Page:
[Editor’s Note: «Failure is the mother of success.” Thomas Edison tried thousands of light bulbs before he discovered his life-altering solution. Howard Schultz approached 242 investors with an idea for a chain of coffee shops. Nearly 220 of them refused the concept for Starbucks. It took Marie Curie years before she was able to isolate radium.
In this essay, former head of global corporate communications at Nike, Kirk Stewart, outlines what he learned helping rebuild the brand’s reputation.]
When I took my dream job as head of global corporate communications at Nike in 1997, I did not know it would turn out to be my most professionally challenging and rewarding experience.
At that time, Nike was the poster child for the anti-globalization movement. In addition, it was a top target of nearly every labor and human rights organization. A daily pummeling in major media outlets around the world was the norm.
Nike was accused of running sweatshops in its factories, mainly in Asia. The issues in its factories were real. In addition to its business model of outsourced manufacturing, Nike was a high-profile, in-your-face global brand. Its endorsers included many of the most famous athletes in the world. A billionaire was its CEO.
I was fortunate enough to be part of a team that worked to help improve the brand’s reputation. Along the way, I learned how best to rebuild a reputation in a highly tumultuous environment.
- Know who you are. When all else fails, return to the mission of the company as your North Star.
- Live your values. Know what you stand for and what you believe in.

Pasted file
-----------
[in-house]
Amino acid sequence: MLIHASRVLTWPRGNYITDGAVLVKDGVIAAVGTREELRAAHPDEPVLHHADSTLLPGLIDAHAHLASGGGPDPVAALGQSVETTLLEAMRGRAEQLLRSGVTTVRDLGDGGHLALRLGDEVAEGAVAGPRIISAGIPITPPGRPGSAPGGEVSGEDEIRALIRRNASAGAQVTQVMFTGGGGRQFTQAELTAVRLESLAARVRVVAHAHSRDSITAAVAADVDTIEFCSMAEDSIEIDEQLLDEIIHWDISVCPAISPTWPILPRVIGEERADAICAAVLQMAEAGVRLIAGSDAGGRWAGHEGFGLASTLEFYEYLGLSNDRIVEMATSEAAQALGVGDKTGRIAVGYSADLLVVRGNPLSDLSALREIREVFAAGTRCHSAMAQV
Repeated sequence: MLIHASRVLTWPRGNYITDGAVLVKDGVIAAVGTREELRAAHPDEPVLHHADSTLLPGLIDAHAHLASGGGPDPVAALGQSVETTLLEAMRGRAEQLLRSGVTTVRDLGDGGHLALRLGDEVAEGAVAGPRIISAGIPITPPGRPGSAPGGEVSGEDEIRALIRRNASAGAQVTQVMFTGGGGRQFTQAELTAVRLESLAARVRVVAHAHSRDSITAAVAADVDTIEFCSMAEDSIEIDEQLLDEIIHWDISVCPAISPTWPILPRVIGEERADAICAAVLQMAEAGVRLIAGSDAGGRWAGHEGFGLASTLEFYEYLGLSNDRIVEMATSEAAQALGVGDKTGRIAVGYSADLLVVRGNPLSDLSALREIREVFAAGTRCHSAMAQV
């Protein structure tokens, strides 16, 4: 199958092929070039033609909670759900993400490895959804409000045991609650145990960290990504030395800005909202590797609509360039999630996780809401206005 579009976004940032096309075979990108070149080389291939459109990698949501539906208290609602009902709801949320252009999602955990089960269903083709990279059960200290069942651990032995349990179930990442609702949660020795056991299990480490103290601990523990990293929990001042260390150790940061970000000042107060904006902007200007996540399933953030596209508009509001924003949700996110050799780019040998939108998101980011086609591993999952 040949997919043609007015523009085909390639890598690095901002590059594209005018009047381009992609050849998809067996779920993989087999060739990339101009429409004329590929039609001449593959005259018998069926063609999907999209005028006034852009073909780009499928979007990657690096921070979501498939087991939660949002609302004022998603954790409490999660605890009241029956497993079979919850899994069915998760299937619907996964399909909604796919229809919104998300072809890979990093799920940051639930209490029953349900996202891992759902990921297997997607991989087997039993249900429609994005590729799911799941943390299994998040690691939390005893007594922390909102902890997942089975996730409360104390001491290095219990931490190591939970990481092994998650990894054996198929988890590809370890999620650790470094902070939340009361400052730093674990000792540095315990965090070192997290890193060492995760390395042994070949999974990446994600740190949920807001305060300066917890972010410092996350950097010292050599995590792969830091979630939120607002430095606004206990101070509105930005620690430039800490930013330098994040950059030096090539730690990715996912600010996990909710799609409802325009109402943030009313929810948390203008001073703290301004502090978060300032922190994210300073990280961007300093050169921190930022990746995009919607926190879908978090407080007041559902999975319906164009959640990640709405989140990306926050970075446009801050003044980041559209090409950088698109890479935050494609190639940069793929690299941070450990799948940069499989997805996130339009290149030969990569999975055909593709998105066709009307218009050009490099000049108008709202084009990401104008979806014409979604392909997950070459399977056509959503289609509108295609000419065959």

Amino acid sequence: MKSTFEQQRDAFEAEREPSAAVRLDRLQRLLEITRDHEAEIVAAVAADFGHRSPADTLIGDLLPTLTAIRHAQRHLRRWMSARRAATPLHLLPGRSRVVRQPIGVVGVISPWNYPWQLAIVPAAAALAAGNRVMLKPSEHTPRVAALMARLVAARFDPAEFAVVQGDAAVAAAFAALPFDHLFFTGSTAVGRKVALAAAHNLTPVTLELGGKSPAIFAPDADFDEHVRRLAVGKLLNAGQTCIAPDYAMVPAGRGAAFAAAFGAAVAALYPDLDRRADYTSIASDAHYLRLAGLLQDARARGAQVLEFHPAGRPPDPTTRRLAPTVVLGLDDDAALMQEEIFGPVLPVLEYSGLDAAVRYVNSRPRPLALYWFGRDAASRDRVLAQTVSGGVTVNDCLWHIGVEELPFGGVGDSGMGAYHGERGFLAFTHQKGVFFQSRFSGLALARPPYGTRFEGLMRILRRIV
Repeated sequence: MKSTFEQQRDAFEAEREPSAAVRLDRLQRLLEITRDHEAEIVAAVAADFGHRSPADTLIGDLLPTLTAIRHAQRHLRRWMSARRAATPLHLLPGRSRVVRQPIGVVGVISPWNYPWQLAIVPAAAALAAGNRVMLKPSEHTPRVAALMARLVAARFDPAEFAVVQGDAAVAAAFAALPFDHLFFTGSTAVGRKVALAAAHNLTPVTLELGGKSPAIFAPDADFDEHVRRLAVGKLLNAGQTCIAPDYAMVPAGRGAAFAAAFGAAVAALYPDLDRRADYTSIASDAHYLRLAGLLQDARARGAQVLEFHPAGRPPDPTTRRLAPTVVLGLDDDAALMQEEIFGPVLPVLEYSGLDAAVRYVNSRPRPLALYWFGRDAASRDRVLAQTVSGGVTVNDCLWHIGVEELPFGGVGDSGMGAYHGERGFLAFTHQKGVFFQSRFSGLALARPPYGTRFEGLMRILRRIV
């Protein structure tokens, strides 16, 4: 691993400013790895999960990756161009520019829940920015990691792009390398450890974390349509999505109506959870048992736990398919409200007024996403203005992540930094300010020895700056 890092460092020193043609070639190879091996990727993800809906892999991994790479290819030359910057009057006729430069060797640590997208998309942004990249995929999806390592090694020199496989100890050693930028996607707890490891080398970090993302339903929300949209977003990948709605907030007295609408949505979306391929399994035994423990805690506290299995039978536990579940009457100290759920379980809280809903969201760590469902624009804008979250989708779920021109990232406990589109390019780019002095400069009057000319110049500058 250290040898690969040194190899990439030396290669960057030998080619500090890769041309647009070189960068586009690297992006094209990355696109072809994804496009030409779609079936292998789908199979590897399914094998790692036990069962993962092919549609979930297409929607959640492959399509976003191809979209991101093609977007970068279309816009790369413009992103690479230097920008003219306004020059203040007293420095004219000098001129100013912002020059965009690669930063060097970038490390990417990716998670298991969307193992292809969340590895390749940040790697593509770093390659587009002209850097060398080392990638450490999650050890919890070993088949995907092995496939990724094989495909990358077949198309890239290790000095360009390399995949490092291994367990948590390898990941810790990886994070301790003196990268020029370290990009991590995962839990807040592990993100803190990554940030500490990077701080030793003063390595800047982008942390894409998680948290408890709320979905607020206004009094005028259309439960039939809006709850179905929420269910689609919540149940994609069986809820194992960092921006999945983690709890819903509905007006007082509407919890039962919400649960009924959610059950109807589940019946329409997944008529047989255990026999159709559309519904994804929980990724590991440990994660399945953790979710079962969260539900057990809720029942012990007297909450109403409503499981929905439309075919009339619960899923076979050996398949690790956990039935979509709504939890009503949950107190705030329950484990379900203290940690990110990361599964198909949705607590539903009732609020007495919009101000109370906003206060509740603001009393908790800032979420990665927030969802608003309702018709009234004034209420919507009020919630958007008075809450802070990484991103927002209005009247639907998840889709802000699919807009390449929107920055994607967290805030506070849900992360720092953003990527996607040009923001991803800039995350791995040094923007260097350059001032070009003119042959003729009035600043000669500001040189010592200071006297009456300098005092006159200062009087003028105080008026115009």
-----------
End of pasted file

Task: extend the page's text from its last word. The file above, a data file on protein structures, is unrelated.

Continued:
- Take responsibility. Admit your shortcomings, and always be humble.
- Substance precedes communication. Business reforms supersede, then integrate with, communication.
- Be accountable. Establish performance metrics and share your progress externally.
- Be transparent. It always leads to increased credibility.
- Engage and collaborate with stakeholders, even critics. It creates mutual learning opportunities and puts a human face on the organization.
- Define, don’t defend. Define yourself or others will do it for you. Be on the offense, always.
- Be inspirational. Inform, inspire and motivate your most important stakeholder–employees.
- Stay close to customers. Keep the brand fresh and relevant, and remember you still have to sell products and services.
- Let others talk for you. Speak with one voice and remember tone and volume matter.
- Anticipate and prepare. Prepare for the unexpected in a world where everything and everywhere matters. Research and track your reputation.
It wasn’t an easy journey, but Nike’s reputation improved. At the time, some said this would be impossible. It’s amazing how much belief in making the impossible possible and following a few simple principles can accomplish. I was proud to be a small part of it.